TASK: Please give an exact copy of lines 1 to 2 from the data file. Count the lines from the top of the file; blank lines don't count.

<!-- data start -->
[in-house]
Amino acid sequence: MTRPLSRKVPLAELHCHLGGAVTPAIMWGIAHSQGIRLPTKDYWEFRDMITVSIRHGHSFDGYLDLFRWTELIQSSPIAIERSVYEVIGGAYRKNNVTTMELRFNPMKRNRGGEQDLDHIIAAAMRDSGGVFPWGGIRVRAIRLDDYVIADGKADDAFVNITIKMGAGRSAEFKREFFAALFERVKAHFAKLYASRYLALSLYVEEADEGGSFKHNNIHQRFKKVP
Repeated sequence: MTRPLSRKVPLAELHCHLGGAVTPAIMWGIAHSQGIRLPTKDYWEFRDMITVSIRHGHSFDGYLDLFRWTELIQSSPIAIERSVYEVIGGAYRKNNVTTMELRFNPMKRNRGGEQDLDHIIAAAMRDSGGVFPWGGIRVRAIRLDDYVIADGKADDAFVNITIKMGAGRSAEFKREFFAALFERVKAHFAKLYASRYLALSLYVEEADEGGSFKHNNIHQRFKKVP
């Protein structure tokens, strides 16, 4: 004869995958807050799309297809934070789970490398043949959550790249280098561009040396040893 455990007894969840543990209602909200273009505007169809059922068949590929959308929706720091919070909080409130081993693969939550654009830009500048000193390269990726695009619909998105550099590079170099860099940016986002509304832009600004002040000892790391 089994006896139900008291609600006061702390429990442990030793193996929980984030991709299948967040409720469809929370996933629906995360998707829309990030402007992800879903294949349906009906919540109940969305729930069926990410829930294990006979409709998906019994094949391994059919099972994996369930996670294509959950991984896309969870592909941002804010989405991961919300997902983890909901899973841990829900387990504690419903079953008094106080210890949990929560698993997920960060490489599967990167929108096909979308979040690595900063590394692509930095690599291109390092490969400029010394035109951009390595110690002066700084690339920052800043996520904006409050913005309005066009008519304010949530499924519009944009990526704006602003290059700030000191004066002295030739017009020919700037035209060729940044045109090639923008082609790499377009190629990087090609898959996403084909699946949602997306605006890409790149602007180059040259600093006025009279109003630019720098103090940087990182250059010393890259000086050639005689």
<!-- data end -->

[in-house]
Amino acid sequence: MTRPLSRKVPLAELHCHLGGAVTPAIMWGIAHSQGIRLPTKDYWEFRDMITVSIRHGHSFDGYLDLFRWTELIQSSPIAIERSVYEVIGGAYRKNNVTTMELRFNPMKRNRGGEQDLDHIIAAAMRDSGGVFPWGGIRVRAIRLDDYVIADGKADDAFVNITIKMGAGRSAEFKREFFAALFERVKAHFAKLYASRYLALSLYVEEADEGGSFKHNNIHQRFKKVP